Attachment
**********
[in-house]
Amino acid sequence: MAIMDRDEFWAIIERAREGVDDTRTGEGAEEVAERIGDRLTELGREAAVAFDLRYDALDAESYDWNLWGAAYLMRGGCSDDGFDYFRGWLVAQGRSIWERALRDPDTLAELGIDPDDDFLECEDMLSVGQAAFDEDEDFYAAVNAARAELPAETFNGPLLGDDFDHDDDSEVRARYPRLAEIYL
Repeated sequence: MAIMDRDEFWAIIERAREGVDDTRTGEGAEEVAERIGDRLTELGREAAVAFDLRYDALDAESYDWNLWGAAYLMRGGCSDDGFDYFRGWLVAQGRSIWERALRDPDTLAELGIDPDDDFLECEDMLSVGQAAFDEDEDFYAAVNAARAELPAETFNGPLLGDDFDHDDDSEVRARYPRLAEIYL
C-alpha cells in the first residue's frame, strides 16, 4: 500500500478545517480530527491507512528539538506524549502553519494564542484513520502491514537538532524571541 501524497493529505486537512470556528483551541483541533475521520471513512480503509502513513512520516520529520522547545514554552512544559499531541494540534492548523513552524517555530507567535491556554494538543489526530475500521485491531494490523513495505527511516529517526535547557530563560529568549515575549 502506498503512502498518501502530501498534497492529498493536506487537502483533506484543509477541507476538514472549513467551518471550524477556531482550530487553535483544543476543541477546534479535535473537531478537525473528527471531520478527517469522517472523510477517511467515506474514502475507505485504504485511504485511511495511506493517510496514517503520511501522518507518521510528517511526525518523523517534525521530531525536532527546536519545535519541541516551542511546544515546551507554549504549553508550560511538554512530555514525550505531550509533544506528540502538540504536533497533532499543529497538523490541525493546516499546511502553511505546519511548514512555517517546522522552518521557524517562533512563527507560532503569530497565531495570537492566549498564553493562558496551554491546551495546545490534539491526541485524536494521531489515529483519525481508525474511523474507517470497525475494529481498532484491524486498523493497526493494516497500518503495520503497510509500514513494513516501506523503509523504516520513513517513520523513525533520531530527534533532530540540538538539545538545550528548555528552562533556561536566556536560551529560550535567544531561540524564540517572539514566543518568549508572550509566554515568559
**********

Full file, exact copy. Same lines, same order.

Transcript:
[in-house]
Amino acid sequence: MAIMDRDEFWAIIERAREGVDDTRTGEGAEEVAERIGDRLTELGREAAVAFDLRYDALDAESYDWNLWGAAYLMRGGCSDDGFDYFRGWLVAQGRSIWERALRDPDTLAELGIDPDDDFLECEDMLSVGQAAFDEDEDFYAAVNAARAELPAETFNGPLLGDDFDHDDDSEVRARYPRLAEIYL
Repeated sequence: MAIMDRDEFWAIIERAREGVDDTRTGEGAEEVAERIGDRLTELGREAAVAFDLRYDALDAESYDWNLWGAAYLMRGGCSDDGFDYFRGWLVAQGRSIWERALRDPDTLAELGIDPDDDFLECEDMLSVGQAAFDEDEDFYAAVNAARAELPAETFNGPLLGDDFDHDDDSEVRARYPRLAEIYL
C-alpha cells in the first residue's frame, strides 16, 4: 500500500478545517480530527491507512528539538506524549502553519494564542484513520502491514537538532524571541 501524497493529505486537512470556528483551541483541533475521520471513512480503509502513513512520516520529520522547545514554552512544559499531541494540534492548523513552524517555530507567535491556554494538543489526530475500521485491531494490523513495505527511516529517526535547557530563560529568549515575549 502506498503512502498518501502530501498534497492529498493536506487537502483533506484543509477541507476538514472549513467551518471550524477556531482550530487553535483544543476543541477546534479535535473537531478537525473528527471531520478527517469522517472523510477517511467515506474514502475507505485504504485511504485511511495511506493517510496514517503520511501522518507518521510528517511526525518523523517534525521530531525536532527546536519545535519541541516551542511546544515546551507554549504549553508550560511538554512530555514525550505531550509533544506528540502538540504536533497533532499543529497538523490541525493546516499546511502553511505546519511548514512555517517546522522552518521557524517562533512563527507560532503569530497565531495570537492566549498564553493562558496551554491546551495546545490534539491526541485524536494521531489515529483519525481508525474511523474507517470497525475494529481498532484491524486498523493497526493494516497500518503495520503497510509500514513494513516501506523503509523504516520513513517513520523513525533520531530527534533532530540540538538539545538545550528548555528552562533556561536566556536560551529560550535567544531561540524564540517572539514566543518568549508572550509566554515568559